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Technology Journal

January 26, 2013
By: Ben Potter, Farm Journal Technology Editor
pC2 Technology Journal Aerial Spray App
  
 
 

USDA–ARS Adds Aerial Spray App

To have more farming knowledge readily available on farmers’ smartphones, USDA’s AgriculturalResearch Service (ARS) has developed a mobile application to help aerial sprayers make better informed decisions.

The Aerial Spray app helps aerial and ground crews minimize pesticide drift by optimizing the type of equipment and pesticide they use. For example, there are dozens of manufacturers that produce different types of spray technology—each with its own nozzle type, flow rate and pressure-setting range. That can make for a complicated setup. During application, sprayers also have to consider wind speed, air temperature, flight speed and other factors.

The USDA–ARS app walks users through the process of adjusting nozzles and settings to deliver the optimal droplet size and minimize drift. Find Aerial Spray for free at the Apple App Store or Google Play.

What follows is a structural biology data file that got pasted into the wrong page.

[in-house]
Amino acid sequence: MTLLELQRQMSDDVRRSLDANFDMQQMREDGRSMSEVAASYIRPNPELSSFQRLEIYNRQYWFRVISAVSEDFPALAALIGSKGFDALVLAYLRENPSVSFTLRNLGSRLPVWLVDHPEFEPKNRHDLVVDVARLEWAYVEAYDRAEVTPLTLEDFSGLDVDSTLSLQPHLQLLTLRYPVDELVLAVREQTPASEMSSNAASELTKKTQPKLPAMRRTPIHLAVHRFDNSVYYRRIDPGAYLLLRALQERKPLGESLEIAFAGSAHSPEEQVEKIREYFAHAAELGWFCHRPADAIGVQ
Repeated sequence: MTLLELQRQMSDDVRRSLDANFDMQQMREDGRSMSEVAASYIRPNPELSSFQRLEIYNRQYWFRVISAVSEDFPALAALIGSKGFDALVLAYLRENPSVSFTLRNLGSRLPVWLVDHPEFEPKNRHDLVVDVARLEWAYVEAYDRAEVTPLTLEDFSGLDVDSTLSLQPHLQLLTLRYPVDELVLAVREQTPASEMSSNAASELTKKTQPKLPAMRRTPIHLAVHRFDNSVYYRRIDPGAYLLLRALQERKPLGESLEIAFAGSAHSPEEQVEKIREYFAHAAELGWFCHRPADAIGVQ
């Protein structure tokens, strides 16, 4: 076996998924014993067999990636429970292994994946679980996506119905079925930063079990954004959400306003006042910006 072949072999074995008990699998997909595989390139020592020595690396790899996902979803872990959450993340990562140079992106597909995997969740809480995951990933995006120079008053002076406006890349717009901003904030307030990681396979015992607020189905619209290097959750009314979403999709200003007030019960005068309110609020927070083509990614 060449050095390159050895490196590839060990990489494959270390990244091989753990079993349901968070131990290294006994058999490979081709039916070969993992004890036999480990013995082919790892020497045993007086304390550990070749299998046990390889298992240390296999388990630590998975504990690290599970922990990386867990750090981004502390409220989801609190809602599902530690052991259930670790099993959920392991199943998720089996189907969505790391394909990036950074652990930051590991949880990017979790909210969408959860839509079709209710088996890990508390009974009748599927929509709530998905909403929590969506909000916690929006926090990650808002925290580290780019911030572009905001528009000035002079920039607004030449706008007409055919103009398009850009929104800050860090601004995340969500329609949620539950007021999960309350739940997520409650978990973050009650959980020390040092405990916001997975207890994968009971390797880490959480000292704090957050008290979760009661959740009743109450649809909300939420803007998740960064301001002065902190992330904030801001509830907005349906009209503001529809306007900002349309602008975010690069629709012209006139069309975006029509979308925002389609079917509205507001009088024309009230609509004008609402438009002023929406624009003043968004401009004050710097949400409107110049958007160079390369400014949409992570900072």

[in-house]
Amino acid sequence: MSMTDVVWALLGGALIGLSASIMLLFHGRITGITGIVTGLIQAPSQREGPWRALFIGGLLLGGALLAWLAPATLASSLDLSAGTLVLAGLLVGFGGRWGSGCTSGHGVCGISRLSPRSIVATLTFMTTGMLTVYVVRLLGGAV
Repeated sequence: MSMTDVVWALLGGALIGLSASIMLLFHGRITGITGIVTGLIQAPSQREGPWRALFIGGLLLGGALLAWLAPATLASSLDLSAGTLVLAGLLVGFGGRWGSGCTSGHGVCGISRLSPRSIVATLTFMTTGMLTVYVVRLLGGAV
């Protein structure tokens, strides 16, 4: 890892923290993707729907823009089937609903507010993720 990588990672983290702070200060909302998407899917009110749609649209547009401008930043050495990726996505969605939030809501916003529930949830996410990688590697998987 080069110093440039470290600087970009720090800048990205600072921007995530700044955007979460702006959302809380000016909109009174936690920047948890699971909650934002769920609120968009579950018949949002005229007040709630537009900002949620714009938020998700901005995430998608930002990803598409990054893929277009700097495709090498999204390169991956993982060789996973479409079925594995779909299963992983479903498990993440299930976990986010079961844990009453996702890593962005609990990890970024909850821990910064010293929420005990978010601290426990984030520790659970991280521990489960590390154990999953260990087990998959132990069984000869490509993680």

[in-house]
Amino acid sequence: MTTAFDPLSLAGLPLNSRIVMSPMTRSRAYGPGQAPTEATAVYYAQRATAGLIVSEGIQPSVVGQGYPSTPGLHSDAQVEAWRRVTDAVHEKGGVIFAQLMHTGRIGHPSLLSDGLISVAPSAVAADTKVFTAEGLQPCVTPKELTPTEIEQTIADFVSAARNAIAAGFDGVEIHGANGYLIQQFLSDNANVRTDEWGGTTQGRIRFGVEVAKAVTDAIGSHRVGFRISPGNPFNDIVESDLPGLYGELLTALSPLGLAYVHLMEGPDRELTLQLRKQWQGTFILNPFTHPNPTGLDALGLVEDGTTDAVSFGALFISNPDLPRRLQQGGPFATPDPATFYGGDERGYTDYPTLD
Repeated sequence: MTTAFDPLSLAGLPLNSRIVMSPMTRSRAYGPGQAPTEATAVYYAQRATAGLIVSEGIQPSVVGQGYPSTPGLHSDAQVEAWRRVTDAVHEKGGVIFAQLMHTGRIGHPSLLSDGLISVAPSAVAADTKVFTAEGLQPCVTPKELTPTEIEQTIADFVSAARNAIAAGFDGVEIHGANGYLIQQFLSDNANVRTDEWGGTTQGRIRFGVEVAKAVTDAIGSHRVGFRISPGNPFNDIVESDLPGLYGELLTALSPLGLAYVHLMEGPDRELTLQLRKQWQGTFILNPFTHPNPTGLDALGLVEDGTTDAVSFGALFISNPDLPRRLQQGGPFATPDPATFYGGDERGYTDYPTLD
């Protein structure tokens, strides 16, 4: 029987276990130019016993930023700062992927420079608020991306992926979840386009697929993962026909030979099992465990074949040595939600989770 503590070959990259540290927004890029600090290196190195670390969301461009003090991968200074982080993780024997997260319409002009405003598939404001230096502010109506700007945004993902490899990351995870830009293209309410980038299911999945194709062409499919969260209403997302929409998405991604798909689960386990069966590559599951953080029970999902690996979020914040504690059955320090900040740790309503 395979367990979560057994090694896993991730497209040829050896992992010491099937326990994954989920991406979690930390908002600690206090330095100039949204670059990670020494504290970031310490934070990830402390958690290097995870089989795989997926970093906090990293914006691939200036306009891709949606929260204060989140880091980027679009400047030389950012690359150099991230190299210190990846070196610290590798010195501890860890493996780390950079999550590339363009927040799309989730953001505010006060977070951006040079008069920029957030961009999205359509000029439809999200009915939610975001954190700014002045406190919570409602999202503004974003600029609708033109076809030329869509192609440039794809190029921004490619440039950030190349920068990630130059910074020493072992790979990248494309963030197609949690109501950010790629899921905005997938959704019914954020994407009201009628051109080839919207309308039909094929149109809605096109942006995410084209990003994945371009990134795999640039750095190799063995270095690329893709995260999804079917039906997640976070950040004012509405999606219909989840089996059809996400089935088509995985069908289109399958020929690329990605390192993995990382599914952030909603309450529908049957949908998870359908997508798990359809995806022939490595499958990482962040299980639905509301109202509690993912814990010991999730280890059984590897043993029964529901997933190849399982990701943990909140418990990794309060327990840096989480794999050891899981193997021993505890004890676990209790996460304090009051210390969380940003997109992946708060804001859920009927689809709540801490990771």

25% to Abandon Their PC

pC2 Technology Journal Chart

A study by the Center for the Digital Future shows that one-fourth of computer owners will not replace their device once it becomes unusable. This trend suggests that tablets and smartphones will become increasingly important, says Jeffrey Cole, director of the center, at the University of Southern California Annenberg School for Communication and Journalism.

"In only a few years, the explosive growth of tablet adoption has created significant shifts in how, when and why Americans go online," Cole says. He predicts that in the next three years, PC and laptop usage will decline in favor of more portable options. 

Weed Problems? Nuke ’em

Australian researchers are testing an adapted microwave technology as a new weapon in the war on weeds.

"There was some early work using microwaves in the 1970s, but the conclusion was it was not  viable because chemicals were so cheap and there were no problems with resistant weeds," says Graham Brodie, a researcher at the University of Melbourne.

Now, Brodie and his colleagues are building a prototype that contains four microwave panels, each capable of emitting 2 kw—about twice the wattage of a consumer microwave oven.

"Herbicide resistance and environmental concerns already limit the chemical options available for weed management," Brodie says. "In looking for alternative weed treatments, we have found that microwave treatment is immediate, chemical-free and leaves no residue at the treatment site."

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FEATURED IN: Farm Journal - February 2013

 
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